Local Greens veg bag scheme celebrates 10 years

Abby Jones meets Local Greens – a success story based on partnerships and sustainability

woman in front of doors of vegetable store
Local Greens’ Herne Hill HQ

A decade ago, two forward-thinking mums, Jean Bergin and Therese Stowell, decided to start Local Greens.

They wanted to provide local people with organic or biodynamic seasonal veg grown as near as possible to ensure maximum freshness and minimum food miles.

Therese met Maria Devereaux, a marketing professional from East Dulwich, at a local food growing event and she was asked to look after Local Greens’ communications and PR.

Jean and Therese with their electric van

Jane Penston and Natasha Soares also joined to look take on operations and community growing.

Together they researched, visited and set up working partnerships with farmers. These small, sustainable growers supply most of the veg for Local Greens’ bags.

Personnel have changed over the years. Some have moved on and others have an advisory role on the board.

Local Greens currently has five part-time staff and a pool of volunteers. They all remain passionate about healthy eating and sustainability.

Their seasonal and organic veg bags go to South London customers weekly.

Branding graphic

There is a Local Greens a vegetable collection point at Blue Star House that serves central Brixton, there were also points at The Hootananny and The Queen’s Head, before Covid shut-downs and complications.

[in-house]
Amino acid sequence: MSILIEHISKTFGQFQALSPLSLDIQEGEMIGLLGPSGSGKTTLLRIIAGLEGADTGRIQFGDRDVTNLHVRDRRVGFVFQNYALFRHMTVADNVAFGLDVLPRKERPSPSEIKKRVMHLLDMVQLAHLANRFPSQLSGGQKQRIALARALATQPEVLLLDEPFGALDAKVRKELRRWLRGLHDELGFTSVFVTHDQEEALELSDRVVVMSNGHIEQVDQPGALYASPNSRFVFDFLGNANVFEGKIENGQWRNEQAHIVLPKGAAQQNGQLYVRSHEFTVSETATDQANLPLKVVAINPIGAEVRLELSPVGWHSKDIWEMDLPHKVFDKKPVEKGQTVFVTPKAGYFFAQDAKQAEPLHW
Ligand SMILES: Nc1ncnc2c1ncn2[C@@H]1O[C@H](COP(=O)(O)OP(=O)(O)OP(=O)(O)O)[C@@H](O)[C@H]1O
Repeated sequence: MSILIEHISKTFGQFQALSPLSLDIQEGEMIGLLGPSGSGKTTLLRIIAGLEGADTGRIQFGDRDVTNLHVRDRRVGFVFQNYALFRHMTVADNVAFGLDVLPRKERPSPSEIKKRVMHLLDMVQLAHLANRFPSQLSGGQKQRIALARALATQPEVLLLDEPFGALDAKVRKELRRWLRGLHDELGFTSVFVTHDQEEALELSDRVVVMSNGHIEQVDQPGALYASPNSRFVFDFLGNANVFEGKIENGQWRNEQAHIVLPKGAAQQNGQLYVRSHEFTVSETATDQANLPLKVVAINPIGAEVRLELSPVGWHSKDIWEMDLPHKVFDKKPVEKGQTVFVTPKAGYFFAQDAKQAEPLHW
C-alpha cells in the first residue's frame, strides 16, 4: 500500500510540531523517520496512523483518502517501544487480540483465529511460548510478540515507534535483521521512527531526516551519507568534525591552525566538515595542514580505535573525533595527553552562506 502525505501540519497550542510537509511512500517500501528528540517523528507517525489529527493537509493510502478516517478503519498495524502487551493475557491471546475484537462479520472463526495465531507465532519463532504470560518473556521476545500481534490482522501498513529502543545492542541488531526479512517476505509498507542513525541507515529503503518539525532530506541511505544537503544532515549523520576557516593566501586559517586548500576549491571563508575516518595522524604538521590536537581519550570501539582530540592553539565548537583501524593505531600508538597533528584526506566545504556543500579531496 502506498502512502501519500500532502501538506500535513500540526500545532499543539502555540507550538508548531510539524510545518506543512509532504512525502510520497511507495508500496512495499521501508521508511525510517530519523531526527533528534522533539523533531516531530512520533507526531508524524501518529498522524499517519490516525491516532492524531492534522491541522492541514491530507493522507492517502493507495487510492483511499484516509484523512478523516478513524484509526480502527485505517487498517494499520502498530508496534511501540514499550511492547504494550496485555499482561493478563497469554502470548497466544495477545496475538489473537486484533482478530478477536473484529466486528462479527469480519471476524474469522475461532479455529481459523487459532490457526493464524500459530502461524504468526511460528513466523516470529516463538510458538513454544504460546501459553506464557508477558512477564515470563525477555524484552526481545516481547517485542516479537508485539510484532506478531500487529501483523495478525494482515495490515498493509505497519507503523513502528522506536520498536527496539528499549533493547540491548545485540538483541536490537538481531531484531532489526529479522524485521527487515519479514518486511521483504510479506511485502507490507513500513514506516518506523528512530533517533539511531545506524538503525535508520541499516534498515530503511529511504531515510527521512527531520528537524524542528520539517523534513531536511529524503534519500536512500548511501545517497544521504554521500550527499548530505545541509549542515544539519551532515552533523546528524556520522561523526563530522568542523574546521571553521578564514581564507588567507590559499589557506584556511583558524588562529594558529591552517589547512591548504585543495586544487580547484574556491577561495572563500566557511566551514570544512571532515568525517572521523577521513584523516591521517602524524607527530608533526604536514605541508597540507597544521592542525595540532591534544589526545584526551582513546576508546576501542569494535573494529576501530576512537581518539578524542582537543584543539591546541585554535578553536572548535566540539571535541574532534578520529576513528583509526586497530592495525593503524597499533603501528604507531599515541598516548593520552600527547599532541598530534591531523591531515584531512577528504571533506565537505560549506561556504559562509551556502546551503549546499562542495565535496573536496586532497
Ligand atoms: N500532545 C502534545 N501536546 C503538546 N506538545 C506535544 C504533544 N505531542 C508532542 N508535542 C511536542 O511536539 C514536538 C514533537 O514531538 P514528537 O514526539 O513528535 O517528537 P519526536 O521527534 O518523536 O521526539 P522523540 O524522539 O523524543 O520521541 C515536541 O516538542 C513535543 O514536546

They have three points in Herne Hill and 28 points in total across Lambeth and Southwark.

Local Greens are now celebrating 10 years of veg bags and so much more as well as looking to the future.

Jean Bergin is still involved – as managing director. She has :“years of conservation volunteering, an interest in the environment and solid finance and management experience to the not-for-profit sector”.

Before Local Greens, she worked in accountancy, in the City in commodities and commercial banking, and then in film and television.

“As a finance professional, I am passionate about running ‘green not for profit’ businesses as commercial enterprises,” Jean says.


Since that first veg delivery in 2011, a lot has changed, but the scheme has maintained its commitment to local farms, local food and to local people. 

Based in the arches of Herne Hill, Local Greens have nested themselves in the South London community, working with other local initiatives and businesses.

Their blog proudly celebrates all the good foodie things happening in the area, but also has some interesting reads on the bigger picture of food production and sustainability.

With climate change, Brexit and the pandemic currently sharing the majority of our news headlines, securing sustainable supply chains close to home is as important now as ever.

Local Greens work directly with their farmers, adhering to fair wage, fair trade and organic principles.

This means a secure supply of seasonal veg all year around, which is sustainable for both the planet and the people who grow it.

Congratulations to their team on a happy decade, here’s to many more years of sustainable and fair food.

This is a success story of thriving from and within the South London community, proving that small initiatives can grow to become a strong voice for the power of local impact. 

Head to the Local Greens website to sign up for a weekly veg bag, search for recipes or find out more about the scheme.